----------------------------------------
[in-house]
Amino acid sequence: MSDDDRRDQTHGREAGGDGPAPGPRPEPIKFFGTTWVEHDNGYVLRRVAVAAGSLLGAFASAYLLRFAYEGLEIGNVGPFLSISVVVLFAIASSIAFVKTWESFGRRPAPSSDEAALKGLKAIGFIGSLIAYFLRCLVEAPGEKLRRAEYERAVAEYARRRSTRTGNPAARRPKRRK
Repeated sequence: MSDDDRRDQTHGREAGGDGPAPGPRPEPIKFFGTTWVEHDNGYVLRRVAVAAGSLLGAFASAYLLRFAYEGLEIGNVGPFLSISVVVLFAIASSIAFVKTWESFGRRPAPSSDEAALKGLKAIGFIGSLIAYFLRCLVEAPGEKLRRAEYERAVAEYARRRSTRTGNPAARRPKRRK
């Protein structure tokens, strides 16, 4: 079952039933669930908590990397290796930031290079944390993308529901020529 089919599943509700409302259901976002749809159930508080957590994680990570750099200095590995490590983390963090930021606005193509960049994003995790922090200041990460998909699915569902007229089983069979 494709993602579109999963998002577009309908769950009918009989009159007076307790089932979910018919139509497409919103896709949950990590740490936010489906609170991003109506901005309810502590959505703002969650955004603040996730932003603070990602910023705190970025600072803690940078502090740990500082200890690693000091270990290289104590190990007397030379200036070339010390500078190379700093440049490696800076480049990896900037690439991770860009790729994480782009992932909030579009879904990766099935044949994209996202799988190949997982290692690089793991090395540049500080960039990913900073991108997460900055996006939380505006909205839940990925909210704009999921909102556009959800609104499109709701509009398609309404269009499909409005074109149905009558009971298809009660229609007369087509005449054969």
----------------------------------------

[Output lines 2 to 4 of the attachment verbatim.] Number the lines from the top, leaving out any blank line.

Amino acid sequence: MSDDDRRDQTHGREAGGDGPAPGPRPEPIKFFGTTWVEHDNGYVLRRVAVAAGSLLGAFASAYLLRFAYEGLEIGNVGPFLSISVVVLFAIASSIAFVKTWESFGRRPAPSSDEAALKGLKAIGFIGSLIAYFLRCLVEAPGEKLRRAEYERAVAEYARRRSTRTGNPAARRPKRRK
Repeated sequence: MSDDDRRDQTHGREAGGDGPAPGPRPEPIKFFGTTWVEHDNGYVLRRVAVAAGSLLGAFASAYLLRFAYEGLEIGNVGPFLSISVVVLFAIASSIAFVKTWESFGRRPAPSSDEAALKGLKAIGFIGSLIAYFLRCLVEAPGEKLRRAEYERAVAEYARRRSTRTGNPAARRPKRRK
């Protein structure tokens, strides 16, 4: 079952039933669930908590990397290796930031290079944390993308529901020529 089919599943509700409302259901976002749809159930508080957590994680990570750099200095590995490590983390963090930021606005193509960049994003995790922090200041990460998909699915569902007229089983069979 494709993602579109999963998002577009309908769950009918009989009159007076307790089932979910018919139509497409919103896709949950990590740490936010489906609170991003109506901005309810502590959505703002969650955004603040996730932003603070990602910023705190970025600072803690940078502090740990500082200890690693000091270990290289104590190990007397030379200036070339010390500078190379700093440049490696800076480049990896900037690439991770860009790729994480782009992932909030579009879904990766099935044949994209996202799988190949997982290692690089793991090395540049500080960039990913900073991108997460900055996006939380505006909205839940990925909210704009999921909102556009959800609104499109709701509009398609309404269009499909409005074109149905009558009971298809009660229609007369087509005449054969």